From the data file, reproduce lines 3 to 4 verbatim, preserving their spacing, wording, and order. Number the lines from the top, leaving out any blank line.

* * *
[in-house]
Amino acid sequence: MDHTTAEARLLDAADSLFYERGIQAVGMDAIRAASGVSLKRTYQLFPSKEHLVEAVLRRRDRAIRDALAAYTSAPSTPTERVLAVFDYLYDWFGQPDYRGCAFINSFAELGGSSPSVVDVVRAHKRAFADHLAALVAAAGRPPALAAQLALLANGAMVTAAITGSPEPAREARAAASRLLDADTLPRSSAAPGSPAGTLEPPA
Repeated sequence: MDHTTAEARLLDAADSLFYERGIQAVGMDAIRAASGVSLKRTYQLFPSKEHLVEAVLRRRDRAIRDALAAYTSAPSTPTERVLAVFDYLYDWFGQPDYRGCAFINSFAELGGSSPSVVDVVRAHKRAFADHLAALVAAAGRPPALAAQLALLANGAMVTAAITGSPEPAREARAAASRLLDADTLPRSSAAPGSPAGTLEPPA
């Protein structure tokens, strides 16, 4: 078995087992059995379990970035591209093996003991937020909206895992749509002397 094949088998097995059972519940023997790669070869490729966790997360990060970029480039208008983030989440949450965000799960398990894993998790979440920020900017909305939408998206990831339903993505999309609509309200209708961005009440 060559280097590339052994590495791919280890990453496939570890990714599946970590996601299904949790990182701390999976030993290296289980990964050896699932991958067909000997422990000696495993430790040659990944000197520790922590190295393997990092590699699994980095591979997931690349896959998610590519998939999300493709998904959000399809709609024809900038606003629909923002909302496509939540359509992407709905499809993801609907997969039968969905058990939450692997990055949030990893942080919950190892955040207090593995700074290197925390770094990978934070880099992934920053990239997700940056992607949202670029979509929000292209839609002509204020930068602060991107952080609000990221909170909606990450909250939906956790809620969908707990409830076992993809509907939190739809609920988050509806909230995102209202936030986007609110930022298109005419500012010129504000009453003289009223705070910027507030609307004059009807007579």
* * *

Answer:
Repeated sequence: MDHTTAEARLLDAADSLFYERGIQAVGMDAIRAASGVSLKRTYQLFPSKEHLVEAVLRRRDRAIRDALAAYTSAPSTPTERVLAVFDYLYDWFGQPDYRGCAFINSFAELGGSSPSVVDVVRAHKRAFADHLAALVAAAGRPPALAAQLALLANGAMVTAAITGSPEPAREARAAASRLLDADTLPRSSAAPGSPAGTLEPPA
């Protein structure tokens, strides 16, 4: 078995087992059995379990970035591209093996003991937020909206895992749509002397 094949088998097995059972519940023997790669070869490729966790997360990060970029480039208008983030989440949450965000799960398990894993998790979440920020900017909305939408998206990831339903993505999309609509309200209708961005009440 060559280097590339052994590495791919280890990453496939570890990714599946970590996601299904949790990182701390999976030993290296289980990964050896699932991958067909000997422990000696495993430790040659990944000197520790922590190295393997990092590699699994980095591979997931690349896959998610590519998939999300493709998904959000399809709609024809900038606003629909923002909302496509939540359509992407709905499809993801609907997969039968969905058990939450692997990055949030990893942080919950190892955040207090593995700074290197925390770094990978934070880099992934920053990239997700940056992607949202670029979509929000292209839609002509204020930068602060991107952080609000990221909170909606990450909250939906956790809620969908707990409830076992993809509907939190739809609920988050509806909230995102209202936030986007609110930022298109005419500012010129504000009453003289009223705070910027507030609307004059009807007579």